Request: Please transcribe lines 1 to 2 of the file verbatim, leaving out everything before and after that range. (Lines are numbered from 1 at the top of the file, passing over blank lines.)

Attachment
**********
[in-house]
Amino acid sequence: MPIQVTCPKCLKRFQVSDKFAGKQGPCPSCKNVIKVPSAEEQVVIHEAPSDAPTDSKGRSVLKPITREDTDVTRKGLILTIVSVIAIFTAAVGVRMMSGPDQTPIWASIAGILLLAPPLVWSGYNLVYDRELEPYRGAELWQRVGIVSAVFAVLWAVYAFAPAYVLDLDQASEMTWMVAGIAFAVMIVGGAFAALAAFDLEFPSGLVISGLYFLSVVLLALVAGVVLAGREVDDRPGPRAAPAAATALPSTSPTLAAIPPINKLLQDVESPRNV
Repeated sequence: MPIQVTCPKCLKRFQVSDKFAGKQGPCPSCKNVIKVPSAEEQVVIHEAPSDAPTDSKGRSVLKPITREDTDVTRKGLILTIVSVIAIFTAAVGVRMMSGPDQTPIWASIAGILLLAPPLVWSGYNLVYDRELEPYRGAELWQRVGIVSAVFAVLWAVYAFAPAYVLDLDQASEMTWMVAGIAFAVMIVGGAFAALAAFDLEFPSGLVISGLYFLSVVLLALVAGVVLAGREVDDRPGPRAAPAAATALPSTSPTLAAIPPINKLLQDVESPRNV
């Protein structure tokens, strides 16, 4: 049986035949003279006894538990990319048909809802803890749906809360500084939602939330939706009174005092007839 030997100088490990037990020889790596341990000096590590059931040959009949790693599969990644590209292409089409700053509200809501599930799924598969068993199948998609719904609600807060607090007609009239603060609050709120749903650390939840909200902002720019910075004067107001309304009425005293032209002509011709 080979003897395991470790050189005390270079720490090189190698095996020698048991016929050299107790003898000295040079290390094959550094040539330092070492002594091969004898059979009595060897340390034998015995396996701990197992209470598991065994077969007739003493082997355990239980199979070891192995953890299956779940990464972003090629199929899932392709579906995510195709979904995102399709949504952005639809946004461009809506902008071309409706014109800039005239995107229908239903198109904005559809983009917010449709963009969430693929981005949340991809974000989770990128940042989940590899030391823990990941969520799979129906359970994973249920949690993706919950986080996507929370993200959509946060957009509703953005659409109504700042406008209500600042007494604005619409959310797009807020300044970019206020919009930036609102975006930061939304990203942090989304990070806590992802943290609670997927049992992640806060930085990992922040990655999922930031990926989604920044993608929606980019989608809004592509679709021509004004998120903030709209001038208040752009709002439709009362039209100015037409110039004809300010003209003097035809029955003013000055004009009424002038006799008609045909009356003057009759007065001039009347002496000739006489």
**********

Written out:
[in-house]
Amino acid sequence: MPIQVTCPKCLKRFQVSDKFAGKQGPCPSCKNVIKVPSAEEQVVIHEAPSDAPTDSKGRSVLKPITREDTDVTRKGLILTIVSVIAIFTAAVGVRMMSGPDQTPIWASIAGILLLAPPLVWSGYNLVYDRELEPYRGAELWQRVGIVSAVFAVLWAVYAFAPAYVLDLDQASEMTWMVAGIAFAVMIVGGAFAALAAFDLEFPSGLVISGLYFLSVVLLALVAGVVLAGREVDDRPGPRAAPAAATALPSTSPTLAAIPPINKLLQDVESPRNV